Stockbridge, a town in the Berkshires of western Massachusetts, is a picturesque place to celebrate Christmas. When Norman Rockwell painted the town’s Main Street festooned for the holidays, he made it look dreamy and cozy: Amber light spills out of windows, smoke puffs from chimneys, bundled-up shoppers wander past. There’s an evergreen tree strapped to the roof of a car, and the sky darkens gently above the hills in the distance.
Rockwell’s painting, “Stockbridge Mainstreet at Christmas (Home for Christmas),” was published in McCall’s magazine in 1967. More than 50 years later, Stockbridge still embraces its past. Rockwell lived and worked in town—in the painting, a Christmas tree stands aglow in one of his studios, a second-floor space above the market—and today, Stockbridge is home to the Norman Rockwell Museum. The yuletide scene, one of the stars of the collection, is locally beloved. The Red Lion Inn, at the far right of the painting, is still open, and has reproduced Rockwell’s image on its brochures. Each December, the Stockbridge Chamber of Commerce leads the town in a re-creation of the scene, with a festival that convenes carolers and several dozen antique cars. They even tie a Christmas tree to one of the roofs. Now, one New England enthusiast can step into Rockwell’s world and stay there year-round, because a building in this storied row is up for sale.
When Rockwell painted Stockbridge at Christmas, the building at 44 Main Street—second from the left—advertised an antique shop and insurance office, in addition to the 7 Arts Gift Shop, which still sells records, memorabilia, and and tschotskes. Decades on, the exterior of the three-story Victorian structure, built in 1870, still looks much the same, with colorful stained glass and decorative wood details.
“To say the property is iconic would be an understatement,” Steven Weisz, one of the property’s listing agents with William Pitt Julia B. Fee Sotheby’s International Realty, told Boston.com. “You can buy posters, lamps, and Christmas ornaments with the likeness of the building.” Those trinkets are surely worth less than the $1,795,000 that the building is listed for, but hey—if you’ve got the money, might as well opt for the real thing.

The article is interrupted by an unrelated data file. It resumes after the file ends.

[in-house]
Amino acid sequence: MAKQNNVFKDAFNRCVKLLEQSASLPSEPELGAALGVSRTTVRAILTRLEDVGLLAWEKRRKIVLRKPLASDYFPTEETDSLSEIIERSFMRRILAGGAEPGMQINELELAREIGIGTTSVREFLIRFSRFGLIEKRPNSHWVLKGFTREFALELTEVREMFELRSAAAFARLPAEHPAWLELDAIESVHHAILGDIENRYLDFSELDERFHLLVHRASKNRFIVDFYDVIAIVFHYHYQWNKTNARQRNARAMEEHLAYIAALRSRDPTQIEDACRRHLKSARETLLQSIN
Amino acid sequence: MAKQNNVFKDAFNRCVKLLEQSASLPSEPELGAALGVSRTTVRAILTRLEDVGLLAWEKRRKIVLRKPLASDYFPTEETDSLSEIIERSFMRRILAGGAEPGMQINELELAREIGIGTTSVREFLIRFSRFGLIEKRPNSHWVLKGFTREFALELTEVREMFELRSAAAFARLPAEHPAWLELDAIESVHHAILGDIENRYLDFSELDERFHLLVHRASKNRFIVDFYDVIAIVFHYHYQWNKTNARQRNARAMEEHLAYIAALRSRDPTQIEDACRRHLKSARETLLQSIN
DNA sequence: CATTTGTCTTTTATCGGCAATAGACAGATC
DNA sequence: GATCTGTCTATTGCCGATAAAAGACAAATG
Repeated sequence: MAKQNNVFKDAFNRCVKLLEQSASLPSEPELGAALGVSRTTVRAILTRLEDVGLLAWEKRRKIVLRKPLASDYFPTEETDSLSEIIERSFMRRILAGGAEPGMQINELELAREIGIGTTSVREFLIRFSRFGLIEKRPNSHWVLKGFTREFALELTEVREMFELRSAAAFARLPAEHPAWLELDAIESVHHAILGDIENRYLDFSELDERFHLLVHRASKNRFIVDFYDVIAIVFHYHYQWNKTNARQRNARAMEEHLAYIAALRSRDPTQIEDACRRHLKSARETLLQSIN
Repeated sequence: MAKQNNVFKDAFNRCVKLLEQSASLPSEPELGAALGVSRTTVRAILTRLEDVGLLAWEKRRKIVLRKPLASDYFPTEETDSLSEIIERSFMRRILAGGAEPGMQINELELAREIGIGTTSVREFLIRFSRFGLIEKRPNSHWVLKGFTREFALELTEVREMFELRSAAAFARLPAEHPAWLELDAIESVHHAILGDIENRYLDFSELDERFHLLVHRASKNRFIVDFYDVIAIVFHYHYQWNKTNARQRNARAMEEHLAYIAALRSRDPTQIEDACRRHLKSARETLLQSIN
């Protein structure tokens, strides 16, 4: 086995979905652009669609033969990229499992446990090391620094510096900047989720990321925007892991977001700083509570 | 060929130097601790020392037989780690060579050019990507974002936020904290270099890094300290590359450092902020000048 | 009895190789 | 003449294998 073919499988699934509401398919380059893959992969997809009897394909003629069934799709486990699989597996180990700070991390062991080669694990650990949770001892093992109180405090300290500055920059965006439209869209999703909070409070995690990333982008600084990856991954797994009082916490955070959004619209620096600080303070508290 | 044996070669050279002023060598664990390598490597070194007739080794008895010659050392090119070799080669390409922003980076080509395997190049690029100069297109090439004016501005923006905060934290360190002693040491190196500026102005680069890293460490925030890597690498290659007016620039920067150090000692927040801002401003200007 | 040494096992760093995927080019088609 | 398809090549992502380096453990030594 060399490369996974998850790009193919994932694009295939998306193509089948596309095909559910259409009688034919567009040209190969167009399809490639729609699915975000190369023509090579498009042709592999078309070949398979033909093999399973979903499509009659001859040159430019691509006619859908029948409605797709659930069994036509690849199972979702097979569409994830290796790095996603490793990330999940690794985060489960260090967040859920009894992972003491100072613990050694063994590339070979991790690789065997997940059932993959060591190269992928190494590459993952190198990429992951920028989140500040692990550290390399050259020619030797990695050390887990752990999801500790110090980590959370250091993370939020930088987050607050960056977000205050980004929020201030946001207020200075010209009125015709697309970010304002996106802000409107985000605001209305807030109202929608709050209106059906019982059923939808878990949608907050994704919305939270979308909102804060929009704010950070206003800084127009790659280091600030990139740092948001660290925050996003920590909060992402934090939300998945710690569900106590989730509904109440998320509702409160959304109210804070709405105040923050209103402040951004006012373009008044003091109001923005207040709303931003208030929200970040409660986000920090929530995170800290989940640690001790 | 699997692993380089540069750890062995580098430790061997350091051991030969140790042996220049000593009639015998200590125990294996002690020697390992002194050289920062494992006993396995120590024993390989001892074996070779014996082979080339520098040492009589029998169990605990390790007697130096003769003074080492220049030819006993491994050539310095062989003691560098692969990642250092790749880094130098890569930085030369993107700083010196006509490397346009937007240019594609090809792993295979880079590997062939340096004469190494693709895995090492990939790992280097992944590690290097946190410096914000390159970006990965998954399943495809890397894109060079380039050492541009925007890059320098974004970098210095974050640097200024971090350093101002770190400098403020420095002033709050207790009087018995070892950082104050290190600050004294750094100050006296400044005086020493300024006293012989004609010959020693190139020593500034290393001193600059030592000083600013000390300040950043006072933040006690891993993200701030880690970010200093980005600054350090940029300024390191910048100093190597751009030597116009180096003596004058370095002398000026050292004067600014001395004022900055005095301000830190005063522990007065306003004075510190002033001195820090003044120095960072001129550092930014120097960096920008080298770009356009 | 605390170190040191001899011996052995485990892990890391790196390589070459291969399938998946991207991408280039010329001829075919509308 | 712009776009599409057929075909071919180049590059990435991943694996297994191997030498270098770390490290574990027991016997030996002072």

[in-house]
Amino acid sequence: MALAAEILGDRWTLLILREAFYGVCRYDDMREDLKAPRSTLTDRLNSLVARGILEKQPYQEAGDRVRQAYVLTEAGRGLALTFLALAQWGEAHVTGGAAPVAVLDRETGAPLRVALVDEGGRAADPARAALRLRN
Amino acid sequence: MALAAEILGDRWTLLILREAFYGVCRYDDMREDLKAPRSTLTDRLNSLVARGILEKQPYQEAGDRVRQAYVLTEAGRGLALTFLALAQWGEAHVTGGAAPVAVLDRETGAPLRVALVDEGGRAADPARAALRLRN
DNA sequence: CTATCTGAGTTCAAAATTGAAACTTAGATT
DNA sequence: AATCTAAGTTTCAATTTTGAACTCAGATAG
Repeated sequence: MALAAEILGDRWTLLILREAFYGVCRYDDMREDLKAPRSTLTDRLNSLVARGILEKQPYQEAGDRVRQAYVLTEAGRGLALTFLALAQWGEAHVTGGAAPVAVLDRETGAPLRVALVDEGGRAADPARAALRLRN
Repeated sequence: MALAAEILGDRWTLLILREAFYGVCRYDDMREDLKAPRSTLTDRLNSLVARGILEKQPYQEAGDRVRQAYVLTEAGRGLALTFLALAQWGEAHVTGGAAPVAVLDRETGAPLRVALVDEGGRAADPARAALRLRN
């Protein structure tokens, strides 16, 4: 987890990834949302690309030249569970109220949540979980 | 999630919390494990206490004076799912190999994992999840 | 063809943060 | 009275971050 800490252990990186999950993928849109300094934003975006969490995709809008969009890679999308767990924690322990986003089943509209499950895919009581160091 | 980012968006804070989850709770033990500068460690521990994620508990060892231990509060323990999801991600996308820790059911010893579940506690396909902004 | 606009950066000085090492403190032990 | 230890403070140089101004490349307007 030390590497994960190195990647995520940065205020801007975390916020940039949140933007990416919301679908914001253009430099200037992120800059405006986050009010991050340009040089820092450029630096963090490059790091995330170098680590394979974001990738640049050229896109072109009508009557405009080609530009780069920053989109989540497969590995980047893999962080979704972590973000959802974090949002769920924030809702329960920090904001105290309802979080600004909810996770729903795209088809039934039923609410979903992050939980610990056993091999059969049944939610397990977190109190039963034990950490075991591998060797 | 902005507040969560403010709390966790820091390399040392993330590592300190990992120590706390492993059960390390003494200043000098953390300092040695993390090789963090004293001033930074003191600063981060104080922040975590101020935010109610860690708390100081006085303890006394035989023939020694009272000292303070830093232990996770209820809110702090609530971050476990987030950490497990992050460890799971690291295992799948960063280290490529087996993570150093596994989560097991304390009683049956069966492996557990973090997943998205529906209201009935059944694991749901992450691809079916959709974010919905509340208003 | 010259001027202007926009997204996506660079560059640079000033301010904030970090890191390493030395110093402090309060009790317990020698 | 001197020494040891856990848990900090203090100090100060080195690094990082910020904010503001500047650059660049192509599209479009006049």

Though the painting is recognizably Stockbridge, Rockwell also drew inspiration from elsewhere, and took a bit of creative license with the details. The golden storefronts reference his jaunts in the Dutch city of Delft, where he was impressed by light beaming from windows, and the way the tones varied from one to another, says Tom Daly, curator of education at the Norman Rockwell Museum, where the painting is on view.
Rockwell tinkered with the layout, too. “Certainly, he altered our Main Street to make it look more like a Main Street,” says Daly. The painter nudged the buildings to be closer together and nestled them along a straight line; in reality, some sit closer to the street, and others hang farther back. Rockwell also flattened the scene, so a viewer sees all of the buildings at once. And then there are those gently rolling hills. “There are no mountains behind Main Street,” Daly says. “Stockbridge was settled because it was a flat area.” In western Massachusetts, Daly says, the hills run north to south—not east to west, as the painting suggests.
But the effect is comforting. Locals are tucked into warm clothes; the town is cradled snugly in a valley. Daly suspects that some of the painting’s popularity stems from the little details—glowing windows; doors slightly ajar; conversations in progress, with room for a viewer to imagine joining in. In sum, they suggest that this is a place where you’d be warmly welcomed. Rockwell had tremendous affection for the town: He once called Stockbridge “the best of America, the best of New England.” The Stockbridge in the painting doesn’t look exactly like the town, then or now, Daly says: Even decades ago, the stretch wasn’t so sleepy that kids and dogs could safely roughhouse in the street. Instead, he says, “It gives you that sense of a Main Street the way you’d like it to be.”